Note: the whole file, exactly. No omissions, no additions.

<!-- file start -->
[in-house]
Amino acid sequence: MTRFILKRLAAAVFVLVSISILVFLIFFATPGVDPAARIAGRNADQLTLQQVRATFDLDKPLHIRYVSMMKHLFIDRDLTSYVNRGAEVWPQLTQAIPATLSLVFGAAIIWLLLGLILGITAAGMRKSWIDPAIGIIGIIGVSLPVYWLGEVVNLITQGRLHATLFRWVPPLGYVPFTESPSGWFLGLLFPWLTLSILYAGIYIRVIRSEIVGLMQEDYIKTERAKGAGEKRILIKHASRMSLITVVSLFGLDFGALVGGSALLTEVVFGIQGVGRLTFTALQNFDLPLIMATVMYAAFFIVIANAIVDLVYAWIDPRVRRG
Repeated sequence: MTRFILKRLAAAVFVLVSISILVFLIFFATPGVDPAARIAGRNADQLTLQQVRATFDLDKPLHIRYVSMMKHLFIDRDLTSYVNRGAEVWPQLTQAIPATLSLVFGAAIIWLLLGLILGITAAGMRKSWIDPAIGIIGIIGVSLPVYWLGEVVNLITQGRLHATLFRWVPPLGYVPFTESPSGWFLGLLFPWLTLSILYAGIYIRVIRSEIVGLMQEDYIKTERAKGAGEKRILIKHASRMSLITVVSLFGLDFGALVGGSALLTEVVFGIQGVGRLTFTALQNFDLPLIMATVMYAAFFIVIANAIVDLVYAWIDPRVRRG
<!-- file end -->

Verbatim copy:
[in-house]
Amino acid sequence: MTRFILKRLAAAVFVLVSISILVFLIFFATPGVDPAARIAGRNADQLTLQQVRATFDLDKPLHIRYVSMMKHLFIDRDLTSYVNRGAEVWPQLTQAIPATLSLVFGAAIIWLLLGLILGITAAGMRKSWIDPAIGIIGIIGVSLPVYWLGEVVNLITQGRLHATLFRWVPPLGYVPFTESPSGWFLGLLFPWLTLSILYAGIYIRVIRSEIVGLMQEDYIKTERAKGAGEKRILIKHASRMSLITVVSLFGLDFGALVGGSALLTEVVFGIQGVGRLTFTALQNFDLPLIMATVMYAAFFIVIANAIVDLVYAWIDPRVRRG
Repeated sequence: MTRFILKRLAAAVFVLVSISILVFLIFFATPGVDPAARIAGRNADQLTLQQVRATFDLDKPLHIRYVSMMKHLFIDRDLTSYVNRGAEVWPQLTQAIPATLSLVFGAAIIWLLLGLILGITAAGMRKSWIDPAIGIIGIIGVSLPVYWLGEVVNLITQGRLHATLFRWVPPLGYVPFTESPSGWFLGLLFPWLTLSILYAGIYIRVIRSEIVGLMQEDYIKTERAKGAGEKRILIKHASRMSLITVVSLFGLDFGALVGGSALLTEVVFGIQGVGRLTFTALQNFDLPLIMATVMYAAFFIVIANAIVDLVYAWIDPRVRRG